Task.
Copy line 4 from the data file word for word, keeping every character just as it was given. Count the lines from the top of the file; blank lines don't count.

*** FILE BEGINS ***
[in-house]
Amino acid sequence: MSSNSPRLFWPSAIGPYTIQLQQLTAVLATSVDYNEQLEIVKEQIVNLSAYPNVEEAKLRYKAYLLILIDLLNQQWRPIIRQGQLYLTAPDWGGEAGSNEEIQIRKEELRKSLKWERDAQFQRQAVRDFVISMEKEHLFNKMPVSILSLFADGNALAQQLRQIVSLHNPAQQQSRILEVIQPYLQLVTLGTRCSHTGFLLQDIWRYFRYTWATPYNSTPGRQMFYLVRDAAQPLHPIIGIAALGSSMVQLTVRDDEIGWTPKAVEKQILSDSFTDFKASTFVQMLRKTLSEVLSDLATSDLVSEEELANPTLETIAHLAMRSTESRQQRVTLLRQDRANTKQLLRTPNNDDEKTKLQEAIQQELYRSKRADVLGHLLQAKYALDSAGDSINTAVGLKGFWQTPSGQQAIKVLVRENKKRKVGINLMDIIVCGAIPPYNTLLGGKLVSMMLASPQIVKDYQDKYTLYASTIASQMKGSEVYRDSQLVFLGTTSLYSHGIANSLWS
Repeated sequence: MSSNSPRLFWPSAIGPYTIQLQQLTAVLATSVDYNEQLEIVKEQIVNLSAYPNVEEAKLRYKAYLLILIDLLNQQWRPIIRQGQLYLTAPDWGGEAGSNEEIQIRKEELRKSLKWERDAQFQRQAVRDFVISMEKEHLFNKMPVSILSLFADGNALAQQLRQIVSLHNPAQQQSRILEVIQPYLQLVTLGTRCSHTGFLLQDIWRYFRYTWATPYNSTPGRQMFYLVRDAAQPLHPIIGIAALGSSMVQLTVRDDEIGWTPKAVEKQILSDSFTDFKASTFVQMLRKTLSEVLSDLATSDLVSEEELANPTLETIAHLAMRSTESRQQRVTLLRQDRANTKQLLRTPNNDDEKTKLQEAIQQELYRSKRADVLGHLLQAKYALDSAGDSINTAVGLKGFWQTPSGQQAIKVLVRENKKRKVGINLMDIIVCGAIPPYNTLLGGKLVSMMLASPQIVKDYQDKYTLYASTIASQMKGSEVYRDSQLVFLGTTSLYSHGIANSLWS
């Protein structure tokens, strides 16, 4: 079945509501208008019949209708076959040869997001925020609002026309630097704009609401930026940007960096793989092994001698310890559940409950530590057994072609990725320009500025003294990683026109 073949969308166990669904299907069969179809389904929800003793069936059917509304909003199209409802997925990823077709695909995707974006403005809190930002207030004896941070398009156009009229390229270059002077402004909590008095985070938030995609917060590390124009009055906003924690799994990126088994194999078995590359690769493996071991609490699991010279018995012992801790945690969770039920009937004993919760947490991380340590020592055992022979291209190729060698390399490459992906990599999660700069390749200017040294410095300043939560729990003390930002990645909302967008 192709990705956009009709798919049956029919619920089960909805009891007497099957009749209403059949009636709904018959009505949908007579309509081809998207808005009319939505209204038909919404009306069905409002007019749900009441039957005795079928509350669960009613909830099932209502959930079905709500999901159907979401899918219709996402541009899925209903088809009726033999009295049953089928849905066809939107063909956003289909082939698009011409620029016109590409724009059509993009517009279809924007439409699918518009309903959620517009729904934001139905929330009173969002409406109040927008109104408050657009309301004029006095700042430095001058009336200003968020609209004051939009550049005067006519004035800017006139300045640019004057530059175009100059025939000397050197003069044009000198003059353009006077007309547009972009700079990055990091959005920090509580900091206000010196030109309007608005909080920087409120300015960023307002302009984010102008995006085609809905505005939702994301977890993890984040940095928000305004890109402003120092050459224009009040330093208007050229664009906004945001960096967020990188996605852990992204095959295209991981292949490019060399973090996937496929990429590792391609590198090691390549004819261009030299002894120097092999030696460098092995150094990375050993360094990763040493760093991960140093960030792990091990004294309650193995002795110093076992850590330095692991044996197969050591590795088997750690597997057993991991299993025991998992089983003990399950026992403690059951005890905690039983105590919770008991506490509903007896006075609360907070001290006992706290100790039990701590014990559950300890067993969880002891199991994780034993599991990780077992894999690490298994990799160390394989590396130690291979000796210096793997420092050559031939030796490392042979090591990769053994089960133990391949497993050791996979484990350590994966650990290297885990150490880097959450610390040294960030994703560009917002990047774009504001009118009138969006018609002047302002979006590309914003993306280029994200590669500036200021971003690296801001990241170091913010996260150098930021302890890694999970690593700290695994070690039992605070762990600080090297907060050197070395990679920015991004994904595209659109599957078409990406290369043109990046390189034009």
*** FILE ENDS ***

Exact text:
């Protein structure tokens, strides 16, 4: 079945509501208008019949209708076959040869997001925020609002026309630097704009609401930026940007960096793989092994001698310890559940409950530590057994072609990725320009500025003294990683026109 073949969308166990669904299907069969179809389904929800003793069936059917509304909003199209409802997925990823077709695909995707974006403005809190930002207030004896941070398009156009009229390229270059002077402004909590008095985070938030995609917060590390124009009055906003924690799994990126088994194999078995590359690769493996071991609490699991010279018995012992801790945690969770039920009937004993919760947490991380340590020592055992022979291209190729060698390399490459992906990599999660700069390749200017040294410095300043939560729990003390930002990645909302967008 192709990705956009009709798919049956029919619920089960909805009891007497099957009749209403059949009636709904018959009505949908007579309509081809998207808005009319939505209204038909919404009306069905409002007019749900009441039957005795079928509350669960009613909830099932209502959930079905709500999901159907979401899918219709996402541009899925209903088809009726033999009295049953089928849905066809939107063909956003289909082939698009011409620029016109590409724009059509993009517009279809924007439409699918518009309903959620517009729904934001139905929330009173969002409406109040927008109104408050657009309301004029006095700042430095001058009336200003968020609209004051939009550049005067006519004035800017006139300045640019004057530059175009100059025939000397050197003069044009000198003059353009006077007309547009972009700079990055990091959005920090509580900091206000010196030109309007608005909080920087409120300015960023307002302009984010102008995006085609809905505005939702994301977890993890984040940095928000305004890109402003120092050459224009009040330093208007050229664009906004945001960096967020990188996605852990992204095959295209991981292949490019060399973090996937496929990429590792391609590198090691390549004819261009030299002894120097092999030696460098092995150094990375050993360094990763040493760093991960140093960030792990091990004294309650193995002795110093076992850590330095692991044996197969050591590795088997750690597997057993991991299993025991998992089983003990399950026992403690059951005890905690039983105590919770008991506490509903007896006075609360907070001290006992706290100790039990701590014990559950300890067993969880002891199991994780034993599991990780077992894999690490298994990799160390394989590396130690291979000796210096793997420092050559031939030796490392042979090591990769053994089960133990391949497993050791996979484990350590994966650990290297885990150490880097959450610390040294960030994703560009917002990047774009504001009118009138969006018609002047302002979006590309914003993306280029994200590669500036200021971003690296801001990241170091913010996260150098930021302890890694999970690593700290695994070690039992605070762990600080090297907060050197070395990679920015991004994904595209659109599957078409990406290369043109990046390189034009």